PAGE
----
Maxed Out by James Scurlock is a surprisingly easy film to watch, despite the dark overtones and tragedy that have resulted from a nation living on dreams and out of touch with reality. Ignoring the warnings of Jimmy Carter in the 1970s, Americans elected a series of presidents who began borrowing billions of dollars to allow for a standard of living that was sure to fail. Ronald Reagan urged people during his presidency to “keep oon spending” as did George W. Bush following 9/11.
But others warned against the dangerous trend, such as Suz Orman, who prophesized that “We are in financial trouble.” A real estate agent discusses the move towards bigger and better, with consumers demanding huge homes with entertainment centers, elevators and mammoth square footage, predicated on incomes that were precarious. The recent economic decline and deep debt of the U.S. are signs that those with cautionary tales were correct, although ignored. A society of worshipping luxury and grandeur overcame the masses. Messages of prosperity and opulence were splashed across the country, deep into the heartland.
A Banking System that Promotes Debt, Dependence, and Financial Destruction
The film makes use of archival footage of prudent financial attitudes when credit first began appearing in modern life, and cuts back to more recent scenes of the cost of out-of-control debt. Dave Ramsey, a noted financial guru, states he was “stupid with zeroes on the end,” when he lost all of his money in his late twenties. Elizabeth Warren of Harvard, relates that consumer lending was “obscenely profitable,” and discusses a system that requires people who are least likely to ever be able to pay off debts, to take out loans in order to keep the creditors making lots of money.
It is a callous system, which left over ten million Americans filing for bankruptcy between 1994 and 2004. The cost of regular citizens is demonstrated by individual stories, from a mother who ran away from her family when her borrowing got away from her, to tragedy when a college student could not keep up with the debt being created.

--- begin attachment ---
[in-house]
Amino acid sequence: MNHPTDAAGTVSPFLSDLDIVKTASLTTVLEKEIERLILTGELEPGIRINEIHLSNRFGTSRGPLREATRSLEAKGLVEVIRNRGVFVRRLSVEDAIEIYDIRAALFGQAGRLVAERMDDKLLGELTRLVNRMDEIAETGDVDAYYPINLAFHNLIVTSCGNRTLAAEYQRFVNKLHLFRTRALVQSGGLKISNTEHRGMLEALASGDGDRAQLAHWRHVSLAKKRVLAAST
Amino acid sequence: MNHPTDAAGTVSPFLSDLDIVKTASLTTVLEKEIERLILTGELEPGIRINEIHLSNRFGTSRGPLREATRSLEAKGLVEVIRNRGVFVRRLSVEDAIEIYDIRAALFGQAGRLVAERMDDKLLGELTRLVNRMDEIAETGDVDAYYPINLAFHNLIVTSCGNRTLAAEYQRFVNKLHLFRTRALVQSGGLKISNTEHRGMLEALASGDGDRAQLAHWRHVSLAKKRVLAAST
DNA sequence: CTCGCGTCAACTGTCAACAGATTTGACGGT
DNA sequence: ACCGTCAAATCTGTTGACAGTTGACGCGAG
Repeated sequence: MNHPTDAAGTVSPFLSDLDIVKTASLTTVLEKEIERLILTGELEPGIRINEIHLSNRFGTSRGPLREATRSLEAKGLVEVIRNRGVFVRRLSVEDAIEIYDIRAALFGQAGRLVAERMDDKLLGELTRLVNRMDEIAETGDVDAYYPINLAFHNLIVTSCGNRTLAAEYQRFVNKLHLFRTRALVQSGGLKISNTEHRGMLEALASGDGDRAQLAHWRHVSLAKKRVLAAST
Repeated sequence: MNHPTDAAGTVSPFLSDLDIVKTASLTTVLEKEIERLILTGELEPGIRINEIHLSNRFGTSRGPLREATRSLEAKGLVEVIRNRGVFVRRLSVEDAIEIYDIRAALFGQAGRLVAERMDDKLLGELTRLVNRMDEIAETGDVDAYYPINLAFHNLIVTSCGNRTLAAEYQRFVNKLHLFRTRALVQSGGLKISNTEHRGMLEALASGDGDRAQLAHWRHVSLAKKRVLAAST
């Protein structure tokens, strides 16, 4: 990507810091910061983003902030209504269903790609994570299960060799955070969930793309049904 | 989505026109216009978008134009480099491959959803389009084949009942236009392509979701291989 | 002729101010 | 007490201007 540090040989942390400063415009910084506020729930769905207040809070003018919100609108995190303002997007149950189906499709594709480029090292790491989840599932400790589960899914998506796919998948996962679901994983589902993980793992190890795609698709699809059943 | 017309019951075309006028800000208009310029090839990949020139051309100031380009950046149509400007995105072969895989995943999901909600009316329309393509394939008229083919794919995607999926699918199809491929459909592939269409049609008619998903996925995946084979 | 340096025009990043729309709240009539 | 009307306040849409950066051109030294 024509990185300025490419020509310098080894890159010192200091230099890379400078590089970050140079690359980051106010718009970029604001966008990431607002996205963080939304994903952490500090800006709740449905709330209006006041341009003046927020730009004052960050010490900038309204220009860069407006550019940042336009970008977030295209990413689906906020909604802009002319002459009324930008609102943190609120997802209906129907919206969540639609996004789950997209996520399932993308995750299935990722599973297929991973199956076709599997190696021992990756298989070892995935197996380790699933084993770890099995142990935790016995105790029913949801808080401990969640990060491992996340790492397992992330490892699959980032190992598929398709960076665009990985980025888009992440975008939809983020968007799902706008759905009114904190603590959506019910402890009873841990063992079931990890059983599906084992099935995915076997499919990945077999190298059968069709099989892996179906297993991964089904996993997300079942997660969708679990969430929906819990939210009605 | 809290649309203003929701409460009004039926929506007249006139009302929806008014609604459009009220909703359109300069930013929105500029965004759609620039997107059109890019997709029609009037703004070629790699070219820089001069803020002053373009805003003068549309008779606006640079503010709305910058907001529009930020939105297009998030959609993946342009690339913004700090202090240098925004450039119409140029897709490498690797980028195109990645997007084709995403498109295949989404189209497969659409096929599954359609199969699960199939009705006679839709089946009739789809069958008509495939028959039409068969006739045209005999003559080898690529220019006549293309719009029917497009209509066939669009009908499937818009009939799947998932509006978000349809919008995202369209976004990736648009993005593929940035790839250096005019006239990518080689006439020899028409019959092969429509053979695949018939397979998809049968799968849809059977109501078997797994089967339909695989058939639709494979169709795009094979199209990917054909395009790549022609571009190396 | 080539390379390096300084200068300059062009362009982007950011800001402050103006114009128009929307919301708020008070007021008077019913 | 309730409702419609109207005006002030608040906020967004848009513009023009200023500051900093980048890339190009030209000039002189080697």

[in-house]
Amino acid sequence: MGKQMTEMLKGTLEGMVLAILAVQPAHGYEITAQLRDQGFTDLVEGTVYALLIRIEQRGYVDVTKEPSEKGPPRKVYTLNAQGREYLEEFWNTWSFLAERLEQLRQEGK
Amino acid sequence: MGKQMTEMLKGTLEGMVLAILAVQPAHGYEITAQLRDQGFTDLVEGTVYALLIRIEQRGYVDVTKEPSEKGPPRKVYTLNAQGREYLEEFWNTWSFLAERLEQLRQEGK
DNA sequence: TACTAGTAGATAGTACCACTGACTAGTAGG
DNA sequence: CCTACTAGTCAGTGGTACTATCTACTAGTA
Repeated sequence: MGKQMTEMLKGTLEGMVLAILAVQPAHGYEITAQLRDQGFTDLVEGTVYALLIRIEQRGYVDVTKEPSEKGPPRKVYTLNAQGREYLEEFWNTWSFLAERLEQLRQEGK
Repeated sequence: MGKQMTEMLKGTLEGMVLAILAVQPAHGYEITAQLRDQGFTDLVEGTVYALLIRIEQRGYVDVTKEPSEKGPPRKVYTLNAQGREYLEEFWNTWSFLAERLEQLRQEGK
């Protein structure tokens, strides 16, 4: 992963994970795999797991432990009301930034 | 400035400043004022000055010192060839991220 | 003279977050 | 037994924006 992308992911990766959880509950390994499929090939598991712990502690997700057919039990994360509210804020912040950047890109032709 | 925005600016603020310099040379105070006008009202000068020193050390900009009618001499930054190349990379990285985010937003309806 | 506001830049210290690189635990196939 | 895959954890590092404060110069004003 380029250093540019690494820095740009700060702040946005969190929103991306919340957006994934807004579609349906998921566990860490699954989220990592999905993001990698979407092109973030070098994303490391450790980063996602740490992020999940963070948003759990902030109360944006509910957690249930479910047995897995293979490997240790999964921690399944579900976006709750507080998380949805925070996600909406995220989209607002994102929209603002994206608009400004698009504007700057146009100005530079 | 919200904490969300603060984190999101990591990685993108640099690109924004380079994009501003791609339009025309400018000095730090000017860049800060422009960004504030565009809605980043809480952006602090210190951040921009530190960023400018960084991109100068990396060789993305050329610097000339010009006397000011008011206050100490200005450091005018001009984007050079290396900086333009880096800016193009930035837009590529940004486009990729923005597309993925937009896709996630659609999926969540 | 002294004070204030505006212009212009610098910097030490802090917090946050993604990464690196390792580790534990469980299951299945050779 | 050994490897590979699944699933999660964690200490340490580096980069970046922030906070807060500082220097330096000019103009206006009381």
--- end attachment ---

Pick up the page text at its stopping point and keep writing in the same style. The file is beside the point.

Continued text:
Spurlock’s Maxed Out Represents Everyone Affected by an Out of Control System
In one scene, a young man shows a flimsy velcro product that he purchased from Abtronics for a small sum. Due to the payment schedule and overdrafts, the ultimate cost of the worthless product was $715.47, a symptom of how impulsive the purchaser was and how predatory the lenders were. Ever increasing bank fees, credit charges, and check cashing fees have escalated beyond the ability of most people to recover.
A few prudent people are still sound, but most Americans are deeply in debt, just like their debtor nation.
America’s wealth has been lost over trinkets and greed, according to Maxed Out. One of the most damning consequences has been the cost to our veterans, who have been unable to keep up with their costs when they were called to serve, yet did not make enough money to keep their families out of debt; meanwhile, they were serving side by side with contractors who had less dangerous duty and who were well compensated, creating a disparity that was shameful and discouraging for the troops. Upon returning home, some had only financial devastation to face, along with PTSD and stress. For the credit crunch, like the war, there is no apparent exit plan. Engrossing, humorous, tragic and informative; definitely worth watching.